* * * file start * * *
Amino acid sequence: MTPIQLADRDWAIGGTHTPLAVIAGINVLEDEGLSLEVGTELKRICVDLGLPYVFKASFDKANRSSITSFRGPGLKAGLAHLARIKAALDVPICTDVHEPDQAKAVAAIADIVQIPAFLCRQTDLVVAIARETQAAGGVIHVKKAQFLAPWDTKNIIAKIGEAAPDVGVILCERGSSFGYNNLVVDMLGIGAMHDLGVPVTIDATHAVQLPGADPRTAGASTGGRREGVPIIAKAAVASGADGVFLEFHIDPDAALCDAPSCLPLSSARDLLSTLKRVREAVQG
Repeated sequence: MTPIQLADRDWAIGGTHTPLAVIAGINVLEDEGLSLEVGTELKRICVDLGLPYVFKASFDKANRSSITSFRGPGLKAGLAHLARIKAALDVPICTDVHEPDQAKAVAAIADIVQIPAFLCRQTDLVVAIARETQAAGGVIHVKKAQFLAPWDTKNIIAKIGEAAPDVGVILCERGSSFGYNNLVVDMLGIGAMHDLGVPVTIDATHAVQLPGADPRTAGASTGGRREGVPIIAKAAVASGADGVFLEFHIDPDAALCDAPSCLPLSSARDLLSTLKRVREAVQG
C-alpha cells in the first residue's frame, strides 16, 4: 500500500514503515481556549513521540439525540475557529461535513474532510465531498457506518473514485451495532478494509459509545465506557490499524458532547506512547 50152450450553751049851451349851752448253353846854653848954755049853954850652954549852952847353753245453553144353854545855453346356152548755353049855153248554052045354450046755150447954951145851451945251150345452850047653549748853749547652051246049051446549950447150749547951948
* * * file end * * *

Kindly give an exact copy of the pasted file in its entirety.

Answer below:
Amino acid sequence: MTPIQLADRDWAIGGTHTPLAVIAGINVLEDEGLSLEVGTELKRICVDLGLPYVFKASFDKANRSSITSFRGPGLKAGLAHLARIKAALDVPICTDVHEPDQAKAVAAIADIVQIPAFLCRQTDLVVAIARETQAAGGVIHVKKAQFLAPWDTKNIIAKIGEAAPDVGVILCERGSSFGYNNLVVDMLGIGAMHDLGVPVTIDATHAVQLPGADPRTAGASTGGRREGVPIIAKAAVASGADGVFLEFHIDPDAALCDAPSCLPLSSARDLLSTLKRVREAVQG
Repeated sequence: MTPIQLADRDWAIGGTHTPLAVIAGINVLEDEGLSLEVGTELKRICVDLGLPYVFKASFDKANRSSITSFRGPGLKAGLAHLARIKAALDVPICTDVHEPDQAKAVAAIADIVQIPAFLCRQTDLVVAIARETQAAGGVIHVKKAQFLAPWDTKNIIAKIGEAAPDVGVILCERGSSFGYNNLVVDMLGIGAMHDLGVPVTIDATHAVQLPGADPRTAGASTGGRREGVPIIAKAAVASGADGVFLEFHIDPDAALCDAPSCLPLSSARDLLSTLKRVREAVQG
C-alpha cells in the first residue's frame, strides 16, 4: 500500500514503515481556549513521540439525540475557529461535513474532510465531498457506518473514485451495532478494509459509545465506557490499524458532547506512547 50152450450553751049851451349851752448253353846854653848954755049853954850652954549852952847353753245453553144353854545855453346356152548755353049855153248554052045354450046755150447954951145851451945251150345452850047653549748853749547652051246049051446549950447150749547951948